Welfare reform and the myth of the marketplace

Elizabeth Segal

    Research output: Contribution to journalArticlepeer-review

    6 Scopus citations


    The underlying value of the welfare reform initiatives of the 1990s is individual responsibility for economic well-being. Policymakers posit that if each person on public assistance would take full responsibility for her or his life, then the problem of welfare dependence would be solved. This article analyzes the flaws and myths of this perception. Trend analysis of employment of women heads of households demonstrates that historically the marketplace has never provided sufficient employment to raise public assistance families out of poverty. Welfare reform efforts will not help poor families, and the beliefs emanating from the welfare reform debate disregard the important role of social responsibility.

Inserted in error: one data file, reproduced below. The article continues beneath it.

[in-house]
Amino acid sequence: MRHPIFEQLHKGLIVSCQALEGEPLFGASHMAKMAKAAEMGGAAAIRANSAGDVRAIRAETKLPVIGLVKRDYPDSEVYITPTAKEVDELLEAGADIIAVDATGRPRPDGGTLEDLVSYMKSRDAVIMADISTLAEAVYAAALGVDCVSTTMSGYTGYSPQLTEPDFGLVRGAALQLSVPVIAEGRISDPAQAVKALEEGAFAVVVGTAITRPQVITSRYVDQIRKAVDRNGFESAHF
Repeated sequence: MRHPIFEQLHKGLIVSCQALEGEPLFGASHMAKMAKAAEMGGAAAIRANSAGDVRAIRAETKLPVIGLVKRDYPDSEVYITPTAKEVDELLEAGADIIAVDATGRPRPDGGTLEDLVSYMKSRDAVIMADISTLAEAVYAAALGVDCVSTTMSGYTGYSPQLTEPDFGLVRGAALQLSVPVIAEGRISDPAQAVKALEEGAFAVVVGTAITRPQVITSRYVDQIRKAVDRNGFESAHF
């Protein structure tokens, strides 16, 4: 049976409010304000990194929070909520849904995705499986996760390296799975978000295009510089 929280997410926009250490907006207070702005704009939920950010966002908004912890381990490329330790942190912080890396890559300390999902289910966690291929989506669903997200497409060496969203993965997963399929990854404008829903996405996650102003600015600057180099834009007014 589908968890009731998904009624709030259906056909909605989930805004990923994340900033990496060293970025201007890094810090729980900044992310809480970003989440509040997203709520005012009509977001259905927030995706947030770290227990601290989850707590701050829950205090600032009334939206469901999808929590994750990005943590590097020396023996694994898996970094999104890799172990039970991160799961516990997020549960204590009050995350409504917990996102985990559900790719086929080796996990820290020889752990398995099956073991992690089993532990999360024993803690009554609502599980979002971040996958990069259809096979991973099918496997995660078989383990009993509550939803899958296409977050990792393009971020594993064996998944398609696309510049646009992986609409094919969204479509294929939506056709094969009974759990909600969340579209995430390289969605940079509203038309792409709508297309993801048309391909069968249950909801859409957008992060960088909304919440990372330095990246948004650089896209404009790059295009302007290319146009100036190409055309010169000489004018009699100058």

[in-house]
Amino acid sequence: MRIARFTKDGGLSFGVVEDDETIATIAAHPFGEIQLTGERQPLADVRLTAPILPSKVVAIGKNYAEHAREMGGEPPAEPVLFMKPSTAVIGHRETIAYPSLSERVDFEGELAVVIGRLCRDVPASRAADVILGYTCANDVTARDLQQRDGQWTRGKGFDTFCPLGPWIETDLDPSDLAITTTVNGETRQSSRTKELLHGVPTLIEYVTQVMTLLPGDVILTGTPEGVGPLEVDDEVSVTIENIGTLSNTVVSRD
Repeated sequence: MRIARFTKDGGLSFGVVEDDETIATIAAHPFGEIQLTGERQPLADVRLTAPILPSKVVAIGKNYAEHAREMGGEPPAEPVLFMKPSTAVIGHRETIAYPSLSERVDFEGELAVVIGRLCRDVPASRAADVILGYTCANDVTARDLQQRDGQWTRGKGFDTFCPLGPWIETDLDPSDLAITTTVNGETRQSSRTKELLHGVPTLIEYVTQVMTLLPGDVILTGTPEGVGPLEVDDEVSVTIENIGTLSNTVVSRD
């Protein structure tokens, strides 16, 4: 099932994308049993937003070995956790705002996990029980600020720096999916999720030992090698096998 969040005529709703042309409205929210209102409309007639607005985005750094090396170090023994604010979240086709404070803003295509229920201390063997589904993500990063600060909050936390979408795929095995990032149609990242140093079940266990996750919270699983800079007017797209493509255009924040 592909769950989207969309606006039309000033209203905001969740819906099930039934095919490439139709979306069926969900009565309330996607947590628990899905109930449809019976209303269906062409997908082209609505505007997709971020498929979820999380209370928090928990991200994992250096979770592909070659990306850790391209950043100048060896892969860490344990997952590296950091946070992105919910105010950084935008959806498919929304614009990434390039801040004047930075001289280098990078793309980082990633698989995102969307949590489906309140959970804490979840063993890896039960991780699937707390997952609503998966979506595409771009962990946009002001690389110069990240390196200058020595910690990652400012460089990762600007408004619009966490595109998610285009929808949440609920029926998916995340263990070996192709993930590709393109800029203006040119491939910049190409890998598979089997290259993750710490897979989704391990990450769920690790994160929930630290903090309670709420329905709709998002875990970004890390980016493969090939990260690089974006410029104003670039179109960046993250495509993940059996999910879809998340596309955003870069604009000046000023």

Original languageEnglish (US)
    Pages (from-to)5-18
    Number of pages14
    JournalJournal of Poverty
    Issue number1
    StatePublished - 1997


    • Dependence
    • Individual responsibility
    • Job market
    • Marketplace
    • Social responsibility
    • Welfare reform
    • Women heads of household

    ASJC Scopus subject areas

    • Demography
    • Sociology and Political Science


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